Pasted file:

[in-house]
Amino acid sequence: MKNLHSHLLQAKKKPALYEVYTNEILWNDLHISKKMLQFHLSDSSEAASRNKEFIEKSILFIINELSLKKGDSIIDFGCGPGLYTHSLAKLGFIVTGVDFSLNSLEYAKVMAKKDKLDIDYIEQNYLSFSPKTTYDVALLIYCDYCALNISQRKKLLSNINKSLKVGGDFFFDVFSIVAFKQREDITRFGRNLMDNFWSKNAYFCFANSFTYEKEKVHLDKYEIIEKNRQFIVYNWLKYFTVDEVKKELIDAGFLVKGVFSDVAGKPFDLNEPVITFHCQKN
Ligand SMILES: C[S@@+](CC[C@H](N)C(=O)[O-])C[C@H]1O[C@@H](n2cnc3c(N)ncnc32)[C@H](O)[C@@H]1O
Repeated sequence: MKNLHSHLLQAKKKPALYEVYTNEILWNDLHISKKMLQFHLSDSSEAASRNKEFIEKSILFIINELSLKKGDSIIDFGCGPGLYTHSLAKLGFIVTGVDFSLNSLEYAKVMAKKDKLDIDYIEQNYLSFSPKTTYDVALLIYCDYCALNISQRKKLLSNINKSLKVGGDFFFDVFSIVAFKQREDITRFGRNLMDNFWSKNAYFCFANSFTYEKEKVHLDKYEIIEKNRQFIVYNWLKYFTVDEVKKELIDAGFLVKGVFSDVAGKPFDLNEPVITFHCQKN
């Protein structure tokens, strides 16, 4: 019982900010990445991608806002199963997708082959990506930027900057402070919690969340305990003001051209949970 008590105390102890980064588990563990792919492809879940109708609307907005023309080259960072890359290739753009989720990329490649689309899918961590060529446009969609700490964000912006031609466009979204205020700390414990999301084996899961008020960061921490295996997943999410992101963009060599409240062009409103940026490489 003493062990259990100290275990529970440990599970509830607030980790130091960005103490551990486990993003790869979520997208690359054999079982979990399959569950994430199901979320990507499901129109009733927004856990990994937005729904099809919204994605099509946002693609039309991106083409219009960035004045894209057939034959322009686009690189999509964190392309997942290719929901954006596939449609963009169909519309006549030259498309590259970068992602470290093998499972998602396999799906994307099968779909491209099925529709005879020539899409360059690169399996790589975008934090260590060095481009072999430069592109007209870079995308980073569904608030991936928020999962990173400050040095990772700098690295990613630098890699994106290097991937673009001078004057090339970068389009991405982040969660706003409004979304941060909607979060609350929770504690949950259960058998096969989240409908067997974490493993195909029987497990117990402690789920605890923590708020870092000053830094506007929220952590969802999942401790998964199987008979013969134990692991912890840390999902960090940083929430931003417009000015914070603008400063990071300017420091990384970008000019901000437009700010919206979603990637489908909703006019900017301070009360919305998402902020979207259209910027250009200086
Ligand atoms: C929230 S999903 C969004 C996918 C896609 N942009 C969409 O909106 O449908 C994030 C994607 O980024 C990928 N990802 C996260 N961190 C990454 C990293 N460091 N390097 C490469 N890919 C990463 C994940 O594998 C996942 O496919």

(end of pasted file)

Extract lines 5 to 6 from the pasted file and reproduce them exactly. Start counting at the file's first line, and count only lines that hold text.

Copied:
């Protein structure tokens, strides 16, 4: 019982900010990445991608806002199963997708082959990506930027900057402070919690969340305990003001051209949970 008590105390102890980064588990563990792919492809879940109708609307907005023309080259960072890359290739753009989720990329490649689309899918961590060529446009969609700490964000912006031609466009979204205020700390414990999301084996899961008020960061921490295996997943999410992101963009060599409240062009409103940026490489 003493062990259990100290275990529970440990599970509830607030980790130091960005103490551990486990993003790869979520997208690359054999079982979990399959569950994430199901979320990507499901129109009733927004856990990994937005729904099809919204994605099509946002693609039309991106083409219009960035004045894209057939034959322009686009690189999509964190392309997942290719929901954006596939449609963009169909519309006549030259498309590259970068992602470290093998499972998602396999799906994307099968779909491209099925529709005879020539899409360059690169399996790589975008934090260590060095481009072999430069592109007209870079995308980073569904608030991936928020999962990173400050040095990772700098690295990613630098890699994106290097991937673009001078004057090339970068389009991405982040969660706003409004979304941060909607979060609350929770504690949950259960058998096969989240409908067997974490493993195909029987497990117990402690789920605890923590708020870092000053830094506007929220952590969802999942401790998964199987008979013969134990692991912890840390999902960090940083929430931003417009000015914070603008400063990071300017420091990384970008000019901000437009700010919206979603990637489908909703006019900017301070009360919305998402902020979207259209910027250009200086
Ligand atoms: C929230 S999903 C969004 C996918 C896609 N942009 C969409 O909106 O449908 C994030 C994607 O980024 C990928 N990802 C996260 N961190 C990454 C990293 N460091 N390097 C490469 N890919 C990463 C994940 O594998 C996942 O496919």